Three balls, two strikes.  Two on, two out.  Down a run.  You know, you just know, another fastball is coming.  You’ve fouled off two in a row.  Not good contact so he probably thinks you can’t catch up to his heat which today has been between 92 and 94 MPH, about right for him.  But you think you have the measure of this guy now.  Sit dead red.

This is all why you will look like an idiot flailing at the 80 MPH garbage he will flip up there and that will just die on you.

That’s the change-up.  Get them used to one thing.  Then show them something else, something so different, so much slower than the fastball, their timing will be a wreck and they won’t figure you out all day.

Which brings me to the former Cardinal Jorge Bergoglio, the newly minted Pope Francis I.

Don’t sit dead red on this guy.  Don’t try to tell me you know what’s coming because you don’t.

Everyone thought they knew what was coming with John XXIII.  A nice safe transitional Pope who wouldn’t rock the Bark of St. Peter for the few years the fat  77-year-old geezer would be in there.

John XXIII called Vatican II.  He revolutionized what a Pope and the papacy could be and to say he transfigured the Church is a vast understatement.  It’s why, even though his papacy ended several years before I was born, he’s my favorite Pope, to this day one of the best advertisements for Catholicism, and makes my short list for people from history I would most want to meet.

I thought I had John Paul II down cold.  In his way a media superstar but also an ultratraditionalist who went around scolding (once literally) any priest or theologian who deviated even a little from the Pope’s straight-and-narrow.  The Pope who decided he needed to tell the Jesuits who they needed to have as their General after the great Pedro Arrupe suffered a stroke and could no longer serve in that role, even though Jesuits had always elected their own leaders just like most religious orders.  The archconservative who because of his nightmarish experience with Communism was implacably opposed to anything even the slightest bit left-wing and who maybe because he had lived under a dictatorship could be pretty authoritarian himself.

The archconservative once called labor unions “indispensable” and supported debt relief for Third World nations.  The ultratraditionalist publicly apologized to Jews for the Church’s past anti-Semitism and was the first Pope to publicly pray in a mosque.  Really, what the hell do I know?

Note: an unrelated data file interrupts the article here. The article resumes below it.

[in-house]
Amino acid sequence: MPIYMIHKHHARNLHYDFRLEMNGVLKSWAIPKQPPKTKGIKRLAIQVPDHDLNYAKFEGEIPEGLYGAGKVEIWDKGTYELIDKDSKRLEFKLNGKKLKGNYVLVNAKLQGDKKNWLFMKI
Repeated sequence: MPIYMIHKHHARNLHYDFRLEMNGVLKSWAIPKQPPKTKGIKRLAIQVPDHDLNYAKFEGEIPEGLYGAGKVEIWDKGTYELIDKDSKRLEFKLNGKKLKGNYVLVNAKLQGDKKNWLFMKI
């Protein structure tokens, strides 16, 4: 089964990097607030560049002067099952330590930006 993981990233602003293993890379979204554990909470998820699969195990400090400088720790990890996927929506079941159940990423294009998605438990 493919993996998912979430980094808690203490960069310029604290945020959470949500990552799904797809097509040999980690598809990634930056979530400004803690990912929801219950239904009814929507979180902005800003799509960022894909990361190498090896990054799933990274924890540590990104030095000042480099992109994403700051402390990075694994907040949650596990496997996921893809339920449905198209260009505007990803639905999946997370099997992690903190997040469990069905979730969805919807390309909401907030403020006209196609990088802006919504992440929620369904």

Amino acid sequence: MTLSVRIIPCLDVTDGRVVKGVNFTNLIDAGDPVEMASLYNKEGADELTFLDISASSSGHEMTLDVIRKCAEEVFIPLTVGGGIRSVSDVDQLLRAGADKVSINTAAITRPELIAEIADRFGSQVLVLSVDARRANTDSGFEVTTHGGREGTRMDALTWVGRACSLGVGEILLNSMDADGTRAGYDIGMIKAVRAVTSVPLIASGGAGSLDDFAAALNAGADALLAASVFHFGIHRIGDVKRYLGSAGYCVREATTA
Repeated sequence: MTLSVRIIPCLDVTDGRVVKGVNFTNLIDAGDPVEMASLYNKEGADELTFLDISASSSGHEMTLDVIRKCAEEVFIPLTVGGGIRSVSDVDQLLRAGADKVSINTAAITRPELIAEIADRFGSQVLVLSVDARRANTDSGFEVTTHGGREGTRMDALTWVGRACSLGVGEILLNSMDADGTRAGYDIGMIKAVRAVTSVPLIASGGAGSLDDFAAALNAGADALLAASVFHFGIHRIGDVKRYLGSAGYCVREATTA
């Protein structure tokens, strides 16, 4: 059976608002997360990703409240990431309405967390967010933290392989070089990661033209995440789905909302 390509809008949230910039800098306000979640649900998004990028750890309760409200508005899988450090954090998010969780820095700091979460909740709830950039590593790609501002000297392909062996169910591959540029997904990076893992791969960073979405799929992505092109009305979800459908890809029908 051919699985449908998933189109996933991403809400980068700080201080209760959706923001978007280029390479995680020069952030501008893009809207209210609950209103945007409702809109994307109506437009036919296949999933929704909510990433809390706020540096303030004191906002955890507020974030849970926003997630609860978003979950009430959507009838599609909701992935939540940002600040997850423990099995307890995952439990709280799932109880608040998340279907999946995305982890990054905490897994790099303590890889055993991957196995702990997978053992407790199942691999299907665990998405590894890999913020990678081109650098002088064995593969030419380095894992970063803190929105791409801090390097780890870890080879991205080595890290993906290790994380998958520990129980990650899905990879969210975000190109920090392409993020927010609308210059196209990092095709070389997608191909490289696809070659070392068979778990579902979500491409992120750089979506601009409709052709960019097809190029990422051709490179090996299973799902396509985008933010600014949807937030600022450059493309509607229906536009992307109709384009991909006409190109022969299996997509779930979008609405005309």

I thought I had Benedict XVI down even colder.  When John Paul II scolded those priests and theologians, it was often through the man nicknamed “God’s rotweiler.”   Next to him, John Paul II was positively radical.  He had publicly condemned rock- and-roll, including the Beatles.  From what I could tell from a distance, he seemed like the kind of guy who would have all the warmth and good humor of someone who would publicly condemn rock-and-roll and the Beatles.

Ask anyone who was at Yankee Stadium in the summer of 2008 for the Pope’s Mass how cold and dry Benedict was.  He may have condemned rock-and-roll as devil music but he also condemned child rapers masquerading as priests as “filth”— maybe not enough, but not nothing either.  And then Mr. Traditional did one of the more untraditional things you will ever see by willingly laying down the reigns of power when he felt he no longer merited them.

Seriously, what the hell do I know?

As Catholic, I know that the Church is guided by the Holy Spirit.  That necessarily means the Holy Spirit guides the Pope.  There are plenty, plenty of instances of Popes not listening to that guidance, at least not apparently (I can’t figure out how Popes operate, you think I know what the Holy Spirit is trying to say to anybody?).  But sometimes that guidance manifests itself in ways you don’t expect.

From a secular standpoint, I know that holding any office of that kind of significance has to change you more than you could ever change it.  You’re not same person you were after a few years of being a president or a prime minister that you were before you took the oath.    It stands to reason that must be especially true for popes.

I don’t know how the office will change Pope Francis.  I don’t know what he’ll do as Pope or what he’ll mean for the Church.  I’ve learned at long last not to even try hazarding a guess.  In less than a month, I’ve seen a Pope resign, the first Pope from the Americas take over, and a Jesuit at that.  Your guess is as good as mine.  And your guess isn’t good.

We know the hard questions facing the Church about the poor and abuse scandals and women and the priesthood and birth control and ministry to gays and lesbians and on and on it goes.  We know there are hard questions about Cardinal Bergoglio and what he did and what he may have failed to do about the outrages of a junta.  Those questions, the Church’s, his, deserve answers.  They’re probably coming.

I’ll say this fornow: his profound humility speaks for itself down the whole bus route he used to take to work as a cardinal.  So does his work for the poor and his choice of the name Francis after one of the greatest peaceful warriors for social justice the world has ever seen.  He’s a Jesuit which means he’s part of an order that’s synonymous with titanic intellect and which lives to “find God in all things.”  All of this gives me hope for this papacy and my Church.  It’s cautious perhaps, but I know hope when it arrives and it’s shown up here with me now.

What gives me even more hope is knowing that God’s out pitch seems to be the change-up.

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